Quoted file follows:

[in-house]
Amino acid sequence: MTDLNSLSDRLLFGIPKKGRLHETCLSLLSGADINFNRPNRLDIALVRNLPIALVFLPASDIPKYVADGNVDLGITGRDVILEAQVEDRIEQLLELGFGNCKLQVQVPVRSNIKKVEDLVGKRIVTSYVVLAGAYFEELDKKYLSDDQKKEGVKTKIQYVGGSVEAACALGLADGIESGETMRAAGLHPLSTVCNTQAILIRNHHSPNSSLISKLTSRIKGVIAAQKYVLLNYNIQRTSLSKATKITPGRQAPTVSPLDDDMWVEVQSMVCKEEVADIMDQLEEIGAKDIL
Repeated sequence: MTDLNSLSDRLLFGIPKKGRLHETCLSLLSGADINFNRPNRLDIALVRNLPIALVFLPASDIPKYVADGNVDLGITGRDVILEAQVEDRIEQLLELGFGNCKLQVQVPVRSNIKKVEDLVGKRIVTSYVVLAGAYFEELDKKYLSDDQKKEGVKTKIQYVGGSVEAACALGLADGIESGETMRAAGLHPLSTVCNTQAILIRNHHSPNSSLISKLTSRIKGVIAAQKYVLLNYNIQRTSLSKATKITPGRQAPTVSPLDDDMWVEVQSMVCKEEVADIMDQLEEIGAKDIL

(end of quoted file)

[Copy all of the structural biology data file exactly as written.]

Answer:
[in-house]
Amino acid sequence: MTDLNSLSDRLLFGIPKKGRLHETCLSLLSGADINFNRPNRLDIALVRNLPIALVFLPASDIPKYVADGNVDLGITGRDVILEAQVEDRIEQLLELGFGNCKLQVQVPVRSNIKKVEDLVGKRIVTSYVVLAGAYFEELDKKYLSDDQKKEGVKTKIQYVGGSVEAACALGLADGIESGETMRAAGLHPLSTVCNTQAILIRNHHSPNSSLISKLTSRIKGVIAAQKYVLLNYNIQRTSLSKATKITPGRQAPTVSPLDDDMWVEVQSMVCKEEVADIMDQLEEIGAKDIL
Repeated sequence: MTDLNSLSDRLLFGIPKKGRLHETCLSLLSGADINFNRPNRLDIALVRNLPIALVFLPASDIPKYVADGNVDLGITGRDVILEAQVEDRIEQLLELGFGNCKLQVQVPVRSNIKKVEDLVGKRIVTSYVVLAGAYFEELDKKYLSDDQKKEGVKTKIQYVGGSVEAACALGLADGIESGETMRAAGLHPLSTVCNTQAILIRNHHSPNSSLISKLTSRIKGVIAAQKYVLLNYNIQRTSLSKATKITPGRQAPTVSPLDDDMWVEVQSMVCKEEVADIMDQLEEIGAKDIL